Ryan Millsap's Blackhall Studios expanding in Georgia
Millsap has invested $75 million in the current facility, and he intends to spend another $150 million on the expansion.
ATLANTA — A movie studio in Dekalb County is expanding, despite calls for the film industry to boycott Georgia over the new abortion law.
Atlanta Biz Chronicle reports Ryan Millsap, CEO of Blackhall Studios, is planning to triple the size of his existing sound stages – from 210,000 square feet to 600,000 square feet, which would make it the largest purpose-built movie studio in Georgia.
But he knows he is taking a substantial risk.
Georgia’s stature as a major movie and television production center is “on the bubble” depending on what happens to the anti-abortion “heartbeat bill” and the possible reintroduction of a religious liberty bill in next year’s legislature.
“I’m making a bet that as Georgians learn how this industry actually works, they will want to maintain it,” Millsap said in a lengthy interview and tour of his studio facilities. “I’m pressing ahead with our expansion in the belief and faith that wise Georgia minds will prevail.”
Millsap, who opened Blackhall Studios in the spring of 2017, has invested $75 million in the current facility, and he intends to spend another $150 million on its expansion. But that’s only a small part of the equation.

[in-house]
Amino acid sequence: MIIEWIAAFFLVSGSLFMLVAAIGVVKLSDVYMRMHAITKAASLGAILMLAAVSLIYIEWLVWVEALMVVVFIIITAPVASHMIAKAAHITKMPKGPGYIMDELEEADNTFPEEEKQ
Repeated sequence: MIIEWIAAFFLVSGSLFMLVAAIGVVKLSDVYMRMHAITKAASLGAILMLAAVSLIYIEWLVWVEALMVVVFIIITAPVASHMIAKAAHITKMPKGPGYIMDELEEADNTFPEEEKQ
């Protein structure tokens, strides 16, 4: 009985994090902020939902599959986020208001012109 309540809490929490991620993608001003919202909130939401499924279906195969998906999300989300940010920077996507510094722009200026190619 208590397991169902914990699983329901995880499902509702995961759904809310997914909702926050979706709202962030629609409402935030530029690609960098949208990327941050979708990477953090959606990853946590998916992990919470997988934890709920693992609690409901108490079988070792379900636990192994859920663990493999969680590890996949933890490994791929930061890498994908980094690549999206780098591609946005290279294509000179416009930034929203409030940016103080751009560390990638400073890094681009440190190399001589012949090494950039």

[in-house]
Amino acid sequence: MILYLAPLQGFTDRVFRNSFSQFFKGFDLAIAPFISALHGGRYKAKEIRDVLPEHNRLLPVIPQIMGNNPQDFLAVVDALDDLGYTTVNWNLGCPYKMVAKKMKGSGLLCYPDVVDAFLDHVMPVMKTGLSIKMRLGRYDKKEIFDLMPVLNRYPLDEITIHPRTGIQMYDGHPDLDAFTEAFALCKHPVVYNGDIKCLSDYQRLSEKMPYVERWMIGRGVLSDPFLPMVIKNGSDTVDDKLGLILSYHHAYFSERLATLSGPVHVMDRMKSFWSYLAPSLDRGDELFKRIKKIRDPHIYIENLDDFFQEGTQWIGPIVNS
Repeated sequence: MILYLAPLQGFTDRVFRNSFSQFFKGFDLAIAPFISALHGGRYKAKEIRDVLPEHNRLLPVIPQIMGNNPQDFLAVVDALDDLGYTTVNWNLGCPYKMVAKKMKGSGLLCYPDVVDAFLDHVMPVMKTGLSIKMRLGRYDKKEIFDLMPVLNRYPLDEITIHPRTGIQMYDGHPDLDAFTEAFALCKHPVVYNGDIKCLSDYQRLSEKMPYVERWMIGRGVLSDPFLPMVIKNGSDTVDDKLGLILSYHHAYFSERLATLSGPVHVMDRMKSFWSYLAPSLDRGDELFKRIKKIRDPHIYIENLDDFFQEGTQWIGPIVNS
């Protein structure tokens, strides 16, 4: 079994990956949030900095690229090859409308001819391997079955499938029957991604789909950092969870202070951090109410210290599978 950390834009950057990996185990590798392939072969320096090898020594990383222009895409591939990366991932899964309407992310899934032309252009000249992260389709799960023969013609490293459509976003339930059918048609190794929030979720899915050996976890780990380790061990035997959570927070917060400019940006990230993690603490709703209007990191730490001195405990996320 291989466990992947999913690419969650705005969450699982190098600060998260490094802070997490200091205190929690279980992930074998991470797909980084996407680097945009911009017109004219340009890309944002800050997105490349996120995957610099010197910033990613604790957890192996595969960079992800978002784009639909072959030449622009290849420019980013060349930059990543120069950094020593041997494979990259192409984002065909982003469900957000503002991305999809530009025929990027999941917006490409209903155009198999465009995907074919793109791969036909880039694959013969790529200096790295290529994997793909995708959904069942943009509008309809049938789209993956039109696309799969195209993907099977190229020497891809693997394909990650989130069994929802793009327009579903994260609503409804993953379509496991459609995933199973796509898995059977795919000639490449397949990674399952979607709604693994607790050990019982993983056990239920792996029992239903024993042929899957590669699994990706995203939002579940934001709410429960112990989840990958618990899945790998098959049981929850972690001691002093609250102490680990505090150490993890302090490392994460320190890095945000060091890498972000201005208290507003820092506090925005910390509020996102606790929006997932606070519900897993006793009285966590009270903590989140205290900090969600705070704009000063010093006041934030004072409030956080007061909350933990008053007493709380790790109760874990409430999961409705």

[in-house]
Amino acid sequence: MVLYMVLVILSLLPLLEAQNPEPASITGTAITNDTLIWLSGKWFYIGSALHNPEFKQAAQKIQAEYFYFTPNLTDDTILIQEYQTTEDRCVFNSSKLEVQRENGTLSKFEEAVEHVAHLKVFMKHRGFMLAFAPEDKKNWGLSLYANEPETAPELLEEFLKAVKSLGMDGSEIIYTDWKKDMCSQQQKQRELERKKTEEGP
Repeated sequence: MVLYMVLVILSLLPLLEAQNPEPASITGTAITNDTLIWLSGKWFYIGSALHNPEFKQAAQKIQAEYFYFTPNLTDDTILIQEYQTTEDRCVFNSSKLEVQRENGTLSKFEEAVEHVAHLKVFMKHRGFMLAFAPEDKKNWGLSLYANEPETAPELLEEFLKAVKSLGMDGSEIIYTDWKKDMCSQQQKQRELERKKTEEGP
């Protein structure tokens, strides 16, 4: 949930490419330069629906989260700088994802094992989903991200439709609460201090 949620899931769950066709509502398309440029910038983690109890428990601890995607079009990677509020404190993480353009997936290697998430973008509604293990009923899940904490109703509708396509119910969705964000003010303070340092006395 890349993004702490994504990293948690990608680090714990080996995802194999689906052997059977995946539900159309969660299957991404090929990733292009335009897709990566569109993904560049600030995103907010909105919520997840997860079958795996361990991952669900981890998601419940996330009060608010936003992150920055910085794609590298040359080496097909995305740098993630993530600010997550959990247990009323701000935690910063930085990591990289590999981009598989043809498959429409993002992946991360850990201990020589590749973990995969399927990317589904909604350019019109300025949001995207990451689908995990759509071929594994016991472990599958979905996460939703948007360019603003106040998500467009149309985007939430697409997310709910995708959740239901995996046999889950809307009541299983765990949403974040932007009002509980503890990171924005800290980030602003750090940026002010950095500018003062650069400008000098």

“The driver is not my investment,” Millsap said. “Right now there is about $500 million to $700 million of content flowing through here each year. When we expand, that will go up to more than $1 billion a year. It is new, fresh money for Georgia.”
Millsap says production companies, like Sony Pictures who made "Venom," will lease one of his nine sound stages for 120 days to a year. However, other movies, like "Jumanji," only film 10% of the time; therefore creating a lot of opportunity for local labor to thrive in Georgia’s film industry.
Millsap says workers often make twice what they normally do just by being in the industry thanks to unions and benefits.
Though more skilled level construction jobs are springing up due to this demand, Millsap says Georgia still has a long way to go to keep the money in the Peach State.
“Think about the Chinese economy. We're taking movies that were conceived in Los Angeles and funded in Los Angeles,” Millsap said.
They’re shipped to Georgia for manufacturing and brought to Los Angeles for distribution, and then all the money is kept in L.A. after the movie is made.
He says that may bring jobs, but the next evolution in Georgia’s ecosystem is having the capital to fund the projects so they are imagined, funded, made and distributed from Georgia - so all the money will remain here and add to the $9.5 billion film industry.
The expansion could help the studio produce billions of dollars of content each year.